candlestick

1841


The Collected Letters, Volume 13


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TC TO JOHN A. CARLYLE ; 7 September 1841; DOI: 10.1215/lt-18410907-TC-JAC-01; CL 13: 248-249


TC TO JOHN A. CARLYLE

Greta Bank, Keswick, 7 Septr / 1841—

My dear Brother,

No answer has come from you to my Keswick Letter; which a little disappoints me. Perhaps you only had no matches, and did not like writing till they came? I hope it will be nothing of a worse sort. One Letter of yours1 did come; in answer to my Scotsbrig one: I think it was the day after mine went away. I have had a notice that our Sister Jean's breast was in the way of recovery: nothing else out of Annandale; from my Wife, these four days, nothing at all. Perhaps I may still get a Letter from you today: in that case it will be sent after me to Scotsbrig. That, at present, is the best address I can give you.

Tomorrow morning it is fixed that I go off; an ugly journey from which my laziness repugns. I get to Carlisle about noon; after waiting there till five, a coach will take me up to Ecclefechan.

I have seen all the people I expected in this region, so far as that was possible; and can consider my poor purpose in it as accomplished: tant mieux [so much the better]. I was on the top of Skiddaw on Sunday.2 We have had some three dry days; one of them, yesterday, an almost preternaturally bright one. I was over at Hallsteads on Ullswater at the house of the elder Marshalls; but only for a night: our times did not suit for my ending with their house, and getting home by Penrith, as I at first proposed. We had a grand Mechanics-Institute soiree, last night, Whewell the huge Cantab lecturing to the rustics on astronomy! Some wild Cambridge students, at present rusticating here, let off rockets &c in honour of the occasion. The Monteagles are here, a great bevy of people are here; four besides myself are in this house. I am right glad that I have not to stand the racket much longer: but shall get to repose again in a little.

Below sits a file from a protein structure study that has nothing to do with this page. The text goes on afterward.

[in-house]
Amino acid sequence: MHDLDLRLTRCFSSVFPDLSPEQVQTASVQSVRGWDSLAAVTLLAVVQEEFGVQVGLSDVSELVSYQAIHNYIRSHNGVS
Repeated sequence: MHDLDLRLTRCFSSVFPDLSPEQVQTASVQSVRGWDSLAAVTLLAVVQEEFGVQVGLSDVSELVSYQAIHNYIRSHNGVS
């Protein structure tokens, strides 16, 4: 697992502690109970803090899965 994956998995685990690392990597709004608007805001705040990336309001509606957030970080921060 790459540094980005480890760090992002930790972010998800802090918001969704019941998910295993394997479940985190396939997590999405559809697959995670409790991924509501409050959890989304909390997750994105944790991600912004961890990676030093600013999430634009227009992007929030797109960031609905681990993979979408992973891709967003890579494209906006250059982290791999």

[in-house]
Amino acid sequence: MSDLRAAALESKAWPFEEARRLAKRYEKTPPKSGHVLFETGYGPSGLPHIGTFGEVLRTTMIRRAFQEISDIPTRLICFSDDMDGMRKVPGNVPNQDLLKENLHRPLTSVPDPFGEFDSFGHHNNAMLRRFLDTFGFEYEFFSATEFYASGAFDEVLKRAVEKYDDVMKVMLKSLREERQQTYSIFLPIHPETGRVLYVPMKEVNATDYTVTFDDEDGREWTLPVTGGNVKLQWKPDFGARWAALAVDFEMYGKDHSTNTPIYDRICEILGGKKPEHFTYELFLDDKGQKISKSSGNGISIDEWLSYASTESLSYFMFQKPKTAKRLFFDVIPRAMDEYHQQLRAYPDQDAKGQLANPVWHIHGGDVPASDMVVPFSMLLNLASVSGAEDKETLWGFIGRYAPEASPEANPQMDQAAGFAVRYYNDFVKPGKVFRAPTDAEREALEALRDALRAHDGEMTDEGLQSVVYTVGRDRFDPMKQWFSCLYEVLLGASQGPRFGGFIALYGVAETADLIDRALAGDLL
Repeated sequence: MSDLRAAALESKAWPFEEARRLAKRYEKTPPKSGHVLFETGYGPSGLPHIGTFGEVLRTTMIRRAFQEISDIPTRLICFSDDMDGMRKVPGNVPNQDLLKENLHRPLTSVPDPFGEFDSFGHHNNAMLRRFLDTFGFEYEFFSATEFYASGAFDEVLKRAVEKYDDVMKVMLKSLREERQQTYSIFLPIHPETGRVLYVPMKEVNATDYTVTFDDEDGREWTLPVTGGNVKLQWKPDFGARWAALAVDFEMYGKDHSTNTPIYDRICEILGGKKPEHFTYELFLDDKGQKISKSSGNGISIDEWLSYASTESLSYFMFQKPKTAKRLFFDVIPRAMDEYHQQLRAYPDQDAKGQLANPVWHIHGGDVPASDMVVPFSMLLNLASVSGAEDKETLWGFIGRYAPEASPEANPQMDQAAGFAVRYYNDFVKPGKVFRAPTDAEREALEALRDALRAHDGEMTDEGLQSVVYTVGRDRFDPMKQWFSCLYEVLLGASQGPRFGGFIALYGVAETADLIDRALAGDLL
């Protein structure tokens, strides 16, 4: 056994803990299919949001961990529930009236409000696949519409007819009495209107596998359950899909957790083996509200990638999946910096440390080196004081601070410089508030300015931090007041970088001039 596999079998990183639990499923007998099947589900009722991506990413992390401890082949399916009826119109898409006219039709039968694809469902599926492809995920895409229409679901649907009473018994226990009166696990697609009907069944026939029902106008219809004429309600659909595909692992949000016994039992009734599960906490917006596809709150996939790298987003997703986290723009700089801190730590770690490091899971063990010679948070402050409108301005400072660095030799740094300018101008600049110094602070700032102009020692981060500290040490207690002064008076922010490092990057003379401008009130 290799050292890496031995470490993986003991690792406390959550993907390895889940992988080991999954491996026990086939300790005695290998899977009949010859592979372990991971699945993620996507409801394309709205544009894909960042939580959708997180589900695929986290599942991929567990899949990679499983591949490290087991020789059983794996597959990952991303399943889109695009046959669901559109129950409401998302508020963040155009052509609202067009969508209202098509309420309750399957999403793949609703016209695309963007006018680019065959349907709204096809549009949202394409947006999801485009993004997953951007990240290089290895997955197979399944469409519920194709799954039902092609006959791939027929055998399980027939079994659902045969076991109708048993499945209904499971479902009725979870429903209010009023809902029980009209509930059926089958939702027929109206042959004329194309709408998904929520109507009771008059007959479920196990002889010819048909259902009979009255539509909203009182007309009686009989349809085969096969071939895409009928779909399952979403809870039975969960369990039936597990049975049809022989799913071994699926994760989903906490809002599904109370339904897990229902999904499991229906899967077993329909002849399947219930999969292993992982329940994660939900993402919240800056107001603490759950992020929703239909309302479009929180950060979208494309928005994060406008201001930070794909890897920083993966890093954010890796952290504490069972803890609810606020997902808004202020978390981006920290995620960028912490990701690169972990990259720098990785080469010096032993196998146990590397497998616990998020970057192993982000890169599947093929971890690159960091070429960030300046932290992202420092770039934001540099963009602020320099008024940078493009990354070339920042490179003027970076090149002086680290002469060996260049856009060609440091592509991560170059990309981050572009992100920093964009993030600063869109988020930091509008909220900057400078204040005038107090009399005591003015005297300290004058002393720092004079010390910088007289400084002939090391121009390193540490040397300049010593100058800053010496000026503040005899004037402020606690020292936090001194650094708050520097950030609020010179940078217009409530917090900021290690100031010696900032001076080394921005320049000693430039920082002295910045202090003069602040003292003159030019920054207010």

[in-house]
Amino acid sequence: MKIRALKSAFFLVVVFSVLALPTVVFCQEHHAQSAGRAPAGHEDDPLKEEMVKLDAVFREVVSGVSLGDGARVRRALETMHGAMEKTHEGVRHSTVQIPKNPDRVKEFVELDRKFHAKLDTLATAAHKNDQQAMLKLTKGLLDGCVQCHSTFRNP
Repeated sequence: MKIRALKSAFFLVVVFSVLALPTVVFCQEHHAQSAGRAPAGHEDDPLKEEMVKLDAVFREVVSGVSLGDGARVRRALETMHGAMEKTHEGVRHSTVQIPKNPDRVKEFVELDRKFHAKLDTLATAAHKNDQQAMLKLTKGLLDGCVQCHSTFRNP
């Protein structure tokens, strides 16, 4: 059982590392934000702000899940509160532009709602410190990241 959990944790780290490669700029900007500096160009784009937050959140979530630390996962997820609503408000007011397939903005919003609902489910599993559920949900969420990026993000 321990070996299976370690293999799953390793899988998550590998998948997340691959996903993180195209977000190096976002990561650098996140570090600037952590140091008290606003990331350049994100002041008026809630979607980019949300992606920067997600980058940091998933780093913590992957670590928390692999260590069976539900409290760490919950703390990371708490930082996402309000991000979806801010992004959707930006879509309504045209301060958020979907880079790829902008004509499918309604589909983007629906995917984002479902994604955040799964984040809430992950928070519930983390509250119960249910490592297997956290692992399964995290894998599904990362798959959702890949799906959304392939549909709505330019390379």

From Scotsbrig I will write whether I hear or not. Jane I suppose is getting impatient to be let away. I too must shrink away back to Chelsea before long. Every fox to its hole,—especially the sick fox. Adieu dear Jack.

—Your Affectionate Brother

T. Carlyle